Phytonutrients are only obtained from plants, which develop them to protect themselves from damaging environments. Ultraviolet radiation, predator pests, toxins, and pollution are just a few of the the things that plague plants on a daily basis. Plants produce phytonutrients to fight the free radicals that result from the exposure to the threats we previously mentioned. Without producing phytonutrients, free radicals damage plant proteins, cell membranes, and DNA, leading to the death of the plant.
Phytonutrients are like shields for plants, but they also provide color, flavor, and smell. So what do phytonutrients do for the body? Well, they protect the body in a similar way that they do plants. Similar to plants, the human body is regularly exposed to UV light, toxins, bacteria, and pathogens, so it requires protection from free radical damage. By “eating the rainbow,” or eating colorful fruits and vegetables, you supply the body with the protective shield it needs.
Sufficient phytonutrient intake is necessary for proper immune function and normal cellular activity. Phytonutrients work to fight harmful free radicals, making cells less susceptible to damage. Research shows that phytonutrients are the basis for more than 40% of medications today, including those that help treat heart disease, obesity, diabetes, and certain cancers. Continue reading to learn more about why you should eat more phytonutrients.
Improved Skin And Vision
Blueberries, strawberries, and red wine, for example, contain anthocyanins, which are a group of phytochemicals that may help improve vision and protect eye health. Studies show that eating darker-pigmented foods can help improve visual acuity. Enhancing vision and night vision with these types of foods has been well-documented. In addition to benefiting vision, many plants contain carotenoids, which contribute to a more youthful glow to the skin. Kale and collard greens contain lutein and zeaxanthin, two compounds that help naturally treat glaucoma. Lutein and lycopene may also protect against sun damage.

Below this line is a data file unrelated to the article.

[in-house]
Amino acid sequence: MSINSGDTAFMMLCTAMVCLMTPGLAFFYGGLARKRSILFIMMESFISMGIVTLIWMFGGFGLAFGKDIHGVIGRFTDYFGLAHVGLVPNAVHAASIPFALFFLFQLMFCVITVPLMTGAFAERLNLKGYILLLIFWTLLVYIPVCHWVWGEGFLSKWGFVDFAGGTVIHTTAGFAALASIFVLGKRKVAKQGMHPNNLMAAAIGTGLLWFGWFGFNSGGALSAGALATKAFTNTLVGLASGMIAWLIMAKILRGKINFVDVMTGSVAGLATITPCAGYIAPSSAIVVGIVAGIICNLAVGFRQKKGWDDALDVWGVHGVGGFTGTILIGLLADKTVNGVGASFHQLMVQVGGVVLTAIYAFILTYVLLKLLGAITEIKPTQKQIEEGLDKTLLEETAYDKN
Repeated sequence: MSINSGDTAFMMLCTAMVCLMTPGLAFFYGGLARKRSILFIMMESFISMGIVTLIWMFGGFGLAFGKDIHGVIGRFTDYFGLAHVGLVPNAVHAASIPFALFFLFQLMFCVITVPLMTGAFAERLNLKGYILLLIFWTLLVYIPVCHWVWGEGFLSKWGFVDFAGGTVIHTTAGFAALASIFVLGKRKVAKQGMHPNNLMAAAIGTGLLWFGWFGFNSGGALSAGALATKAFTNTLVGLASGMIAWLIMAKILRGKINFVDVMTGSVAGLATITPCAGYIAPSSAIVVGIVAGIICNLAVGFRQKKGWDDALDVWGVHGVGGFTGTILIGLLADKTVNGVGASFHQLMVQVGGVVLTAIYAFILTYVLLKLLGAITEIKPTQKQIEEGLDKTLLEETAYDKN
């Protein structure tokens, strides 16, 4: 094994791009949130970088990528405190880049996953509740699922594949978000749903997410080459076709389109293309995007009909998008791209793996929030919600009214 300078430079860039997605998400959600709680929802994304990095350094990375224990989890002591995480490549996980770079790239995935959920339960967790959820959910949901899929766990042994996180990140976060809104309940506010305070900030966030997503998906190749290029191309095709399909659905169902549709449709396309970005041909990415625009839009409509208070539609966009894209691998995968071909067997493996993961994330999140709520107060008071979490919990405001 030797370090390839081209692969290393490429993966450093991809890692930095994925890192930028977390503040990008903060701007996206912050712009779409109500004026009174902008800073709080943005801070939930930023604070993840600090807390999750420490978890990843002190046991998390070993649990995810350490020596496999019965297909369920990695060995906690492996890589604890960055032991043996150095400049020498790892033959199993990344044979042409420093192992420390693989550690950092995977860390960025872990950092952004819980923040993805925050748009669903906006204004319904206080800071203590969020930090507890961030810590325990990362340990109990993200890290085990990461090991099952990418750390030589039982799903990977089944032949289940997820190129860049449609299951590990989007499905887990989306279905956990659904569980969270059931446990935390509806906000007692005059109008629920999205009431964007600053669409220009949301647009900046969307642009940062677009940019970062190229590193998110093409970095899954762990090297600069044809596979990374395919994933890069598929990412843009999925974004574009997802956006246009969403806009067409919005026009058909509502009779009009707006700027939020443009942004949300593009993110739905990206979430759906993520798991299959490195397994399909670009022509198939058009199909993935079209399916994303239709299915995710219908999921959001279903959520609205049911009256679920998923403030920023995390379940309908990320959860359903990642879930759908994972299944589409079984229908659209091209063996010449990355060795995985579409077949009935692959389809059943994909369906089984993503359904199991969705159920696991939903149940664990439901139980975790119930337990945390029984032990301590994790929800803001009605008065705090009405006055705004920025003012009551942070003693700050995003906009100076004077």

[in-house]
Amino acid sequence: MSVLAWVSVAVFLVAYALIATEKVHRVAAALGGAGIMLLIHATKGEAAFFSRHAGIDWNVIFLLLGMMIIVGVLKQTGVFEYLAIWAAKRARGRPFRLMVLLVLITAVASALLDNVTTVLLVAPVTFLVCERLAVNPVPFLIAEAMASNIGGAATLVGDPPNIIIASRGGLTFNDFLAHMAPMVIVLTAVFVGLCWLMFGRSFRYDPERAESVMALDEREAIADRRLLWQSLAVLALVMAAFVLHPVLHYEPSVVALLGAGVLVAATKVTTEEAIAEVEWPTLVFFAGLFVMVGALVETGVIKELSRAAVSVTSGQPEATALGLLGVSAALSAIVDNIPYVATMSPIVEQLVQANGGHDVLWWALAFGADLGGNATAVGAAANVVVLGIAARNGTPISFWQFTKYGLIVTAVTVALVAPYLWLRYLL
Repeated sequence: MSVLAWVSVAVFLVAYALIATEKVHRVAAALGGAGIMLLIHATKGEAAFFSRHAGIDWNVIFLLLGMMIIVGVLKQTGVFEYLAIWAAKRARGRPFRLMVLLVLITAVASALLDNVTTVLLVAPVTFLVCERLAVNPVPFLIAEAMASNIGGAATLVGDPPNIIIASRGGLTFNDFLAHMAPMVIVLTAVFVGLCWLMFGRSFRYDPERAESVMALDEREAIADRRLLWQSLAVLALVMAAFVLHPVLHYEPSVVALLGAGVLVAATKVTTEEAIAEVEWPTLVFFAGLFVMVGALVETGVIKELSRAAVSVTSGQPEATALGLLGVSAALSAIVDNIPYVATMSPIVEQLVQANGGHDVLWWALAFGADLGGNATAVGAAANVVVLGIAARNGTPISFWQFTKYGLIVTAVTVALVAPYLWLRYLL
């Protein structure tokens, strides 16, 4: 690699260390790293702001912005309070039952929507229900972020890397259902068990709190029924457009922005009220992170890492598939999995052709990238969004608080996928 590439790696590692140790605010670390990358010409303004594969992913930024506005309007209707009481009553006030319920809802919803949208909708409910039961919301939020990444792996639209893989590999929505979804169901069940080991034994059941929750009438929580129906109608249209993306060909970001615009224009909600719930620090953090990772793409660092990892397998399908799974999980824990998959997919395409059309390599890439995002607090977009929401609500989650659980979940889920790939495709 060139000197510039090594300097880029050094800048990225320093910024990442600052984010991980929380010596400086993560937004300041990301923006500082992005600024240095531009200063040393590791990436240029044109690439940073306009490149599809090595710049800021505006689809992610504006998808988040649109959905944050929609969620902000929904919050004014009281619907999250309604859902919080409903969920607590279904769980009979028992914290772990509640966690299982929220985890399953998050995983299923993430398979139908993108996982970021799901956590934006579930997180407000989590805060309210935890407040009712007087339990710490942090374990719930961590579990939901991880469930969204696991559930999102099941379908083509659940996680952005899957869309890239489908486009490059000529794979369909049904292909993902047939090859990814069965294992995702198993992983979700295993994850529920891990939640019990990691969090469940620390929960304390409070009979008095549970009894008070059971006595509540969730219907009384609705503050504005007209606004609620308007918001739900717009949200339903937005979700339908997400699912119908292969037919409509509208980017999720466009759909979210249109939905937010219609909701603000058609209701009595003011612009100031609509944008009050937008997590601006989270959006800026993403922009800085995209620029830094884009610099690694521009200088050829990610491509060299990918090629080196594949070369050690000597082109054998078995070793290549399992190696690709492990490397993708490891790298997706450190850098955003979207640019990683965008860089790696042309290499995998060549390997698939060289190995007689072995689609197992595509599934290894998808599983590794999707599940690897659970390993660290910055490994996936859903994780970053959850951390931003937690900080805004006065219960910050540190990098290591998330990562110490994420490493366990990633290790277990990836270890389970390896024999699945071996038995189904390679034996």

Decreased LDL Cholesterol
Phytonutrients like sulfides and thiols work to decrease LDL (bad) cholesterol levels. If LDL cholesterol builds up in the arteries, you increase your risk of heart disease. Those protective compounds are typically in aromatic herbs and vegetables like onions, leeks, garlic, and olives. Other studies indicate that cruciferous vegetables may help maintain normal cholesterol levels. These vegetables are high in lignans, carotenoids, flavonoids, and a few other nutrients that may benefit overall heart health.
According to several studies, flavan-3-ols and proanthocyanidins can help decrease disease-causing inflammation. These compounds are found in grape juice extracts, cranberries, raw cacao, and red wine. Resveratrol, for example, plays a role in cancer prevention and fighting diabetes, stroke, Parkinson’s disease, and Alzheimer’s disease. Studies show that resveratrol helps to reduce inflammatory responses in the body. Broccoli, for example, contains sulforaphane and is associated with reduced breast cancer risk. Other phytonutrients exhibit antiviral and antibacterial properties that help fight infections and viruses in the body.
Lower Blood Pressure And Increased Vessel Dilation
The New England Journal of Medicine published a study about how a diet rich in phytonutrients from fruits and vegetables may help substantially lower blood pressure. While a higher intake of phytonutrients can aid blood pressure reduction, one also has to reduce saturated fat intake and reduce consumption of dairy products for that to happen. Authors behind the study concluded that such a diet offers an approach to help reduce the risk of hypertension. Phytonutrients like lycopene, which is in tomatoes, can help protect against heart disease. Flavonoids in raw cacao can also help prevent heart damage caused by environmental toxins and aging.